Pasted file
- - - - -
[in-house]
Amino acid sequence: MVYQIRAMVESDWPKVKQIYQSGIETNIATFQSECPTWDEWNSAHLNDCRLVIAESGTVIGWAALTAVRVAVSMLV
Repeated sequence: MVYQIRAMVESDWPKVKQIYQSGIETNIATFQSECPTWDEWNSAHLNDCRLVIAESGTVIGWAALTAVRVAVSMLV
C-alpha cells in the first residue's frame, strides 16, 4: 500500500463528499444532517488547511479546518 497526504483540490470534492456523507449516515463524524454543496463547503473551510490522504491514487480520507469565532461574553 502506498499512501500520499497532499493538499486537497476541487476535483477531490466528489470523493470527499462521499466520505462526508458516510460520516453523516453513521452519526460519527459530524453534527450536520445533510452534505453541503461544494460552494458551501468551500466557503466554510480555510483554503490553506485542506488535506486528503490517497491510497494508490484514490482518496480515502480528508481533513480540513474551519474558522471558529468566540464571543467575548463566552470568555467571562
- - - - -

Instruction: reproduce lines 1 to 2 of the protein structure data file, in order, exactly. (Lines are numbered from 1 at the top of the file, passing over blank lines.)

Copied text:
[in-house]
Amino acid sequence: MVYQIRAMVESDWPKVKQIYQSGIETNIATFQSECPTWDEWNSAHLNDCRLVIAESGTVIGWAALTAVRVAVSMLV